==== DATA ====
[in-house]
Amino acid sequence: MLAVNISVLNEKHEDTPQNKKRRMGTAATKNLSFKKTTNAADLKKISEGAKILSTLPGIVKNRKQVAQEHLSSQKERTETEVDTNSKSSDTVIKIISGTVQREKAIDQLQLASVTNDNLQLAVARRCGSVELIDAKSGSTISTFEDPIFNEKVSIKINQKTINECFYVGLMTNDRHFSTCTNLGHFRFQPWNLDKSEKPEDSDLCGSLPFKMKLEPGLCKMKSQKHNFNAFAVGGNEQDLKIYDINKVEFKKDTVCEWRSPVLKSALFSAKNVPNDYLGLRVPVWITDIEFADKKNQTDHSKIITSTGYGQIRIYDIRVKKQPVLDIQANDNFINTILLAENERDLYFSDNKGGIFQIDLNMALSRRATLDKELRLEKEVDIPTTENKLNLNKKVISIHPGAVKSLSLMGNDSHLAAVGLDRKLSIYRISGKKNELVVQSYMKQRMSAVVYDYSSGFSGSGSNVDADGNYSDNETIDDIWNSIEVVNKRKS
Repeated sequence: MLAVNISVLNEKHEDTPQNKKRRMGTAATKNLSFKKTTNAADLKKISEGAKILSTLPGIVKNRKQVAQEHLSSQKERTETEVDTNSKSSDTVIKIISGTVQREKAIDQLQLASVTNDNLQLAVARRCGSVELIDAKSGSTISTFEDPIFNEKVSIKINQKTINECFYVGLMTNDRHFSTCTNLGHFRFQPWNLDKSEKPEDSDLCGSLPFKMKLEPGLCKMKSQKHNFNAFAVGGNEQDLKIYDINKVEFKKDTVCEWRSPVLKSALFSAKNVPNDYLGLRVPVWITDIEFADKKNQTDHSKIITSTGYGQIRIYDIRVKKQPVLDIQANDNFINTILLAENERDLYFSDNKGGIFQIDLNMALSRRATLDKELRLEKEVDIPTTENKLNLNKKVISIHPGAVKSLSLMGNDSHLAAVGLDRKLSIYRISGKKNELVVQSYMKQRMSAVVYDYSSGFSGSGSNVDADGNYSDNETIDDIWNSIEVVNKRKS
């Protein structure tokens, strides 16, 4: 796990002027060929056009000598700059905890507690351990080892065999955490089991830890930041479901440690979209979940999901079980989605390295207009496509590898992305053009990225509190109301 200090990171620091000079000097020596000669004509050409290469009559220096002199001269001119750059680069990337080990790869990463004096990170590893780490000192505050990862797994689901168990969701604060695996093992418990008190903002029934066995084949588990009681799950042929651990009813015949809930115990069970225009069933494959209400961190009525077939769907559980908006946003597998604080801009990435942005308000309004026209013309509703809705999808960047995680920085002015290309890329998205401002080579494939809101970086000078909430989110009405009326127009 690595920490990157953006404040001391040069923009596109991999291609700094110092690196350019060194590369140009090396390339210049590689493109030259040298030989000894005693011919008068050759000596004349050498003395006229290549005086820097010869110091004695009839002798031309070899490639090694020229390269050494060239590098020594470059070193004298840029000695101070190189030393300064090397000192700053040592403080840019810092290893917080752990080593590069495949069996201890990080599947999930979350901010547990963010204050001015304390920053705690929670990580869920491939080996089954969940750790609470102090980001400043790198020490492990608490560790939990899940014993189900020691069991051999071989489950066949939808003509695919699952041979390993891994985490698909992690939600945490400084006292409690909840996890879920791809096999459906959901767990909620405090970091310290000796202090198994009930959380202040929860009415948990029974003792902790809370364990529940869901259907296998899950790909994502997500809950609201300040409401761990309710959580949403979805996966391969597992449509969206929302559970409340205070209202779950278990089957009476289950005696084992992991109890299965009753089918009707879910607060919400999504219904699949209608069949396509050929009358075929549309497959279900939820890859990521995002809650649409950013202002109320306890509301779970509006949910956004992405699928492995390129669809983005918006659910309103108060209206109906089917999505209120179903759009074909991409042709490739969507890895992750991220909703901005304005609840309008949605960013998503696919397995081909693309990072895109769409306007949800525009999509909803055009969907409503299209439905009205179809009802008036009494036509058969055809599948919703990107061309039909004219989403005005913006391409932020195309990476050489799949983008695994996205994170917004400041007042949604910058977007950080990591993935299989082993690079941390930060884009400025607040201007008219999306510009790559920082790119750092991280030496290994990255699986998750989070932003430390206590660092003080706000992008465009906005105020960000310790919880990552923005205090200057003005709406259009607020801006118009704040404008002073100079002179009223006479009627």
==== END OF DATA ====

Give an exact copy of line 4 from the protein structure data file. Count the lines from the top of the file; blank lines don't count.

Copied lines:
């Protein structure tokens, strides 16, 4: 796990002027060929056009000598700059905890507690351990080892065999955490089991830890930041479901440690979209979940999901079980989605390295207009496509590898992305053009990225509190109301 200090990171620091000079000097020596000669004509050409290469009559220096002199001269001119750059680069990337080990790869990463004096990170590893780490000192505050990862797994689901168990969701604060695996093992418990008190903002029934066995084949588990009681799950042929651990009813015949809930115990069970225009069933494959209400961190009525077939769907559980908006946003597998604080801009990435942005308000309004026209013309509703809705999808960047995680920085002015290309890329998205401002080579494939809101970086000078909430989110009405009326127009 690595920490990157953006404040001391040069923009596109991999291609700094110092690196350019060194590369140009090396390339210049590689493109030259040298030989000894005693011919008068050759000596004349050498003395006229290549005086820097010869110091004695009839002798031309070899490639090694020229390269050494060239590098020594470059070193004298840029000695101070190189030393300064090397000192700053040592403080840019810092290893917080752990080593590069495949069996201890990080599947999930979350901010547990963010204050001015304390920053705690929670990580869920491939080996089954969940750790609470102090980001400043790198020490492990608490560790939990899940014993189900020691069991051999071989489950066949939808003509695919699952041979390993891994985490698909992690939600945490400084006292409690909840996890879920791809096999459906959901767990909620405090970091310290000796202090198994009930959380202040929860009415948990029974003792902790809370364990529940869901259907296998899950790909994502997500809950609201300040409401761990309710959580949403979805996966391969597992449509969206929302559970409340205070209202779950278990089957009476289950005696084992992991109890299965009753089918009707879910607060919400999504219904699949209608069949396509050929009358075929549309497959279900939820890859990521995002809650649409950013202002109320306890509301779970509006949910956004992405699928492995390129669809983005918006659910309103108060209206109906089917999505209120179903759009074909991409042709490739969507890895992750991220909703901005304005609840309008949605960013998503696919397995081909693309990072895109769409306007949800525009999509909803055009969907409503299209439905009205179809009802008036009494036509058969055809599948919703990107061309039909004219989403005005913006391409932020195309990476050489799949983008695994996205994170917004400041007042949604910058977007950080990591993935299989082993690079941390930060884009400025607040201007008219999306510009790559920082790119750092991280030496290994990255699986998750989070932003430390206590660092003080706000992008465009906005105020960000310790919880990552923005205090200057003005709406259009607020801006118009704040404008002073100079002179009223006479009627």